Bills have been introduced into both houses of the Indiana General Assembly that would change the way the Chairperson of the State Board of Education is chosen. Currently, the popularly elected State Superintendent of Education automatically chairs the board. This has been the practice for over 100 years, since the original creation of an elected Superintendent. The current Superintendent is Glenda Ritz, a Democrat, who defeated Tony Bennett in 2012. Ritz, a public school librarian, had been strongly backed by the state teachers’ association as well as some parents upset about the state Republican agenda that promotes charter schools and education vouchers.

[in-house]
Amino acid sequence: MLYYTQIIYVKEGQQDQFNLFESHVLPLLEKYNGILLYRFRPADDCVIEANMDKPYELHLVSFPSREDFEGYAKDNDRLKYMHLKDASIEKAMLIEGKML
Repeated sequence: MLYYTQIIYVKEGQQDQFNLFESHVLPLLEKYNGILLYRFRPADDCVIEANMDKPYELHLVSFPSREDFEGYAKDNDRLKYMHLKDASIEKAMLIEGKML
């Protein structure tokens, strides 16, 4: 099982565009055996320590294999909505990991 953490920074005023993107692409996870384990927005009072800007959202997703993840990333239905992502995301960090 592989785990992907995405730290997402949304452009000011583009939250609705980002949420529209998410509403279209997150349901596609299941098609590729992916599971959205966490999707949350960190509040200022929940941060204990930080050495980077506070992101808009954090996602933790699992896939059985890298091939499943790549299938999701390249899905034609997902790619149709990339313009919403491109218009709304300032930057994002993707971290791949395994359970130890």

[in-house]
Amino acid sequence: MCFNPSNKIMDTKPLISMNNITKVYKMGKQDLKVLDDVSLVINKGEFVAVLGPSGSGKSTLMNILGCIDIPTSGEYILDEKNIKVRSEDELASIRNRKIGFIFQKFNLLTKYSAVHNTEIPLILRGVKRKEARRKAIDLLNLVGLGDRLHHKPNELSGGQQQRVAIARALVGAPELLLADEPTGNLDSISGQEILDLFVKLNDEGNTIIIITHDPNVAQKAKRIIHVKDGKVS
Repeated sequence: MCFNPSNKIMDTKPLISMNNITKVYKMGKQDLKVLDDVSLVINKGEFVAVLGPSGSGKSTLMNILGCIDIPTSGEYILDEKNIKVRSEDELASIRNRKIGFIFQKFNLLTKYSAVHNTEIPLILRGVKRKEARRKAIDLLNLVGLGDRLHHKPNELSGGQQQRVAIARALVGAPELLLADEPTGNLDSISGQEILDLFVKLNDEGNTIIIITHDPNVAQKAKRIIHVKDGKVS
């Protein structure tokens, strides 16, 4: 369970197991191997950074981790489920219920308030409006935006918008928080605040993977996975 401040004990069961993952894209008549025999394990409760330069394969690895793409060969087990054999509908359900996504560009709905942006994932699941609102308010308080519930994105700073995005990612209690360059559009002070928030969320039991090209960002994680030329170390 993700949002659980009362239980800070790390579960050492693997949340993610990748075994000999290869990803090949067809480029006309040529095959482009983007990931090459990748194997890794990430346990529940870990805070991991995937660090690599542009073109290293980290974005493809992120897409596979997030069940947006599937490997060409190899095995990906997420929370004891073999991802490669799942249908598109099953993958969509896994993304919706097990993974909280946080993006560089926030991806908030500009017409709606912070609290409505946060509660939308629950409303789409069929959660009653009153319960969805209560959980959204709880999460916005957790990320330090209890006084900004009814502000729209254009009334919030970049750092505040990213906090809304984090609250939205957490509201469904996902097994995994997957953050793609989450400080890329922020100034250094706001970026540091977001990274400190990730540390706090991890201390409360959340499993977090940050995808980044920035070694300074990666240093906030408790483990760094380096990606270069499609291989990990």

Soon after Ritz’s election, the Republican-led state government began taking measures that many said were aimed at checking Ritz’s power. Governor Pence created an alternative agency to the state school board, which he called the Center for Education and Career Innovation. That agency operated out of Pence’s office, was staffed by his personal appointees, and essentially attempted to do the same things as the state school board. Pence announced the dissolution of that agency last December. But in his announcement, the Governor also urged state legislators to change the way the Chair of the Board of Education was chosen, to have the members of the board, who all happen to be his appointees choose the chair, rather than have the superintendent automatically assume the role. Last week, the House Education Committee approved Bill 1609 reflecting Pence’s wish. The Senate has introduced three similar pieces of legislation. To get a local response to this activity, Daily Local News Correspondent David Murphy spoke to Cathy Fuentes-Rohwer, chair of the Indiana Coalition for Public Education for Monroe County and South-Central Indiana. Murphy first asked her to give her opinion of the legislation in the general assembly.